To the editor:
I’m writing this as a Whidbey Island “ex-pat.” In September I moved from Whidbey back to “America” to be close to family. I’d lived on the island for seven years and had not been off the island for six except the occasional trip north over Deception Pass Bridge.
Life on the island was great for me, and I had no burning desire to get off to shop or for entertainment or any other reason. It was kind of like Garrison Keillor’s “Pretty Good Grocery.” If we didn’t have it on the island, I probably didn’t need it.
Over those seven years, I read and heard many complaints about riding the ferry, trying to park, the long commutes and the apparent shock of new residents who learned that it was not an easy thing to live on the island and get to work on the mainland every day. Frankly, I found it tiring and boring to listen to all this.
I also found it tiring and boring to take the ferry several times the six weeks before my move while I was making arrangements for my new life. As I sat in the lines and endured the traffic south I reminded myself that commuting would never be the life for me.
People have many choices about where to live, and it seems to me that too many people on the island want to have it all —- to live on Whidbey Island (much to be desired) and to hold onto good jobs elsewhere (also to be desired), but don’t want to give up anything to have it. The entitlement syndrome.
Friends, in my long years of experience, this is just not the way it works.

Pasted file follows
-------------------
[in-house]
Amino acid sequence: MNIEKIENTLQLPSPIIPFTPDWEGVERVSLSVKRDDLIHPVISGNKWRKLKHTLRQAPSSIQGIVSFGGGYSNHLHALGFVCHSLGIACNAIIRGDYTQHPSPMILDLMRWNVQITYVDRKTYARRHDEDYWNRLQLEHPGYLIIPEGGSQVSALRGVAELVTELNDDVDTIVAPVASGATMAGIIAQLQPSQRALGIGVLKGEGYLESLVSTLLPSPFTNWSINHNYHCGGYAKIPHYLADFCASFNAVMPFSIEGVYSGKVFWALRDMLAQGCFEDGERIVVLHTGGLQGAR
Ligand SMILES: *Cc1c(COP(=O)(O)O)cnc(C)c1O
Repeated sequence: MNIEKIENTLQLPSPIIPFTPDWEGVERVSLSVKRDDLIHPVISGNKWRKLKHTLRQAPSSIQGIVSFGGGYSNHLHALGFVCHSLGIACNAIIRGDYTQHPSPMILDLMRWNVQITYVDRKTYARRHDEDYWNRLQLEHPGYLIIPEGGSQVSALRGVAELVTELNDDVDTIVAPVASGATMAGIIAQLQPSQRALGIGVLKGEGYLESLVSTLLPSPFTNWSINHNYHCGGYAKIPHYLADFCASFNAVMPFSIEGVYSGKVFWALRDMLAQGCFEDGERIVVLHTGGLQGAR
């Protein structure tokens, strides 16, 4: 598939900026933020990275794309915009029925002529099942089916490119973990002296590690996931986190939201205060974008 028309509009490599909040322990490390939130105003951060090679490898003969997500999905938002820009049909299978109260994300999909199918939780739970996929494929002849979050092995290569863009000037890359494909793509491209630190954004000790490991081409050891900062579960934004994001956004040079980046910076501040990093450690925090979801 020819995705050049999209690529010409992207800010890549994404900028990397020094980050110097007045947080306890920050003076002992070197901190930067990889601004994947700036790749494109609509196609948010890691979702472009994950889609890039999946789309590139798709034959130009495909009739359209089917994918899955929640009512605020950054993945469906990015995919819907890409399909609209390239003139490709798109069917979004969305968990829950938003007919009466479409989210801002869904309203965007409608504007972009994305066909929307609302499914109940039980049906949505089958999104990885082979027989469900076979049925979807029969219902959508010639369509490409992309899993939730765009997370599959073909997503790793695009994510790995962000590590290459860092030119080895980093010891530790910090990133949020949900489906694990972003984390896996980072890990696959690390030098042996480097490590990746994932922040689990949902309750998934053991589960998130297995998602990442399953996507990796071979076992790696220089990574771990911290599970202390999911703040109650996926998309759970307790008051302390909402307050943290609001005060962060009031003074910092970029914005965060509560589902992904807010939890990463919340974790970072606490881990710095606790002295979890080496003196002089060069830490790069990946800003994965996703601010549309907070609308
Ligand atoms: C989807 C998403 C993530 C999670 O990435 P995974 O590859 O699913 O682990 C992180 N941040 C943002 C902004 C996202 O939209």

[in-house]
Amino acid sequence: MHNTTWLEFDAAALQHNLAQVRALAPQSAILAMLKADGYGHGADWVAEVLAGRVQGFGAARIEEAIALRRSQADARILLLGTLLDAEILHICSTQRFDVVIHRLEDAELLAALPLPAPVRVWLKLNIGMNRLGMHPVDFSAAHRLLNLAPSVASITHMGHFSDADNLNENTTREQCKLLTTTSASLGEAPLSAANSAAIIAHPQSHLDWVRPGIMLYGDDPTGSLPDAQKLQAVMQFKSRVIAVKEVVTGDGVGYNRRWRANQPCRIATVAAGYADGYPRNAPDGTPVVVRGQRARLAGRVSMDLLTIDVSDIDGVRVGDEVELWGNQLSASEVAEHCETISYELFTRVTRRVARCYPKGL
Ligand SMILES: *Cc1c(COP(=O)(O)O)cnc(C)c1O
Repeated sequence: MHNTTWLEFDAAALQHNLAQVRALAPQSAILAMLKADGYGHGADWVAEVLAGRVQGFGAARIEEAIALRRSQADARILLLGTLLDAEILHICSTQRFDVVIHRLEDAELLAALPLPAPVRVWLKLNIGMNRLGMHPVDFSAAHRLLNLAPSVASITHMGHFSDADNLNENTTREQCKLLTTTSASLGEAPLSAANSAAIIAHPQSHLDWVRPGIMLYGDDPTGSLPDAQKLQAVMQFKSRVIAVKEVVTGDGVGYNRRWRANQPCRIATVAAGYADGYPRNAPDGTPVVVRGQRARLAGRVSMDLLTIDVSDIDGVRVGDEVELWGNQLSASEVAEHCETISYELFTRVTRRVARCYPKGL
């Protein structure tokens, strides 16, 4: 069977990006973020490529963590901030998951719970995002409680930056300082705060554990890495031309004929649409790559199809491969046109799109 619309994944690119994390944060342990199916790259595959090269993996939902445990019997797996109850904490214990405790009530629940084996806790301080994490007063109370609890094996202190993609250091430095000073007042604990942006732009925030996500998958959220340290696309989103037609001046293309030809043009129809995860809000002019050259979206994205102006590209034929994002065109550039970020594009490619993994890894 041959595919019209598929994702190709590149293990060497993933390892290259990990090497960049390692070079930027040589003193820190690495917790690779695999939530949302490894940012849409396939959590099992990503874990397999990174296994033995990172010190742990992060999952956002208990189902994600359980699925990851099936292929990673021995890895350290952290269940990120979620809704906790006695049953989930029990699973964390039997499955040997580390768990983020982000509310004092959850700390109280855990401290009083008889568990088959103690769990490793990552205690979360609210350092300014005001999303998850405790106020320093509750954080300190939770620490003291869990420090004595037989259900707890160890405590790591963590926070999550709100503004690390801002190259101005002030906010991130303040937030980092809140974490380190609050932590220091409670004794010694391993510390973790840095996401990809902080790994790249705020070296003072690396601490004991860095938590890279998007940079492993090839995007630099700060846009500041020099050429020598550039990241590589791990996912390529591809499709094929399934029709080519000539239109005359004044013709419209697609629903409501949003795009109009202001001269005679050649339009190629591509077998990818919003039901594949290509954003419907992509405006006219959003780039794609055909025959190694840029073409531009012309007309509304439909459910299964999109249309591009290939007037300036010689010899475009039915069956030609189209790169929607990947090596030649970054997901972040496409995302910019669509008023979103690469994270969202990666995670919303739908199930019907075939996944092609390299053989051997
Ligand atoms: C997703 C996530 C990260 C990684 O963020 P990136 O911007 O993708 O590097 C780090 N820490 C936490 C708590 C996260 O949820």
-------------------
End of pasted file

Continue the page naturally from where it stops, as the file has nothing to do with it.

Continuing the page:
I still read all three of the Whidbey newspapers every day because I have many friends there and will always have a place in my heart for beautiful Whidbey. I like to know whose kids are scoring in the ball games and what’s happening at WICA or what’s showing at the Clyde. That part is fun.
But I also see that the same old complaints are coming in about taking the ferry, how inconvenient it is, all the problems. One person in today’s story said she’d just moved to the island and was now finding the commute very difficult and doesn’t know what to do about it.
So I have a few questions for her and the others who continue to complain: Did you even think about this before you made the choice to move to Whidbey Island? Did you brush off the reality of commuting from an island as if it would magically change for you? And, more to the point, Who do you think should make it better for you?
Apparently people who live on the island and complain about the hassles of commuting are expecting somebody other than themselves to do the fixing.
Personally, I’d hate that commute. When I worked in Seattle and then Bellevue, I wanted to live as close to my job as possible. This is not for everybody and I know that. But as I said, we all have choices. What too many folks don’t like to acknowledge is that along with our choices comes the responsibility to live with them. Nobody else is responsible for solving the problems we choose for ourselves.
Molly Larson Cook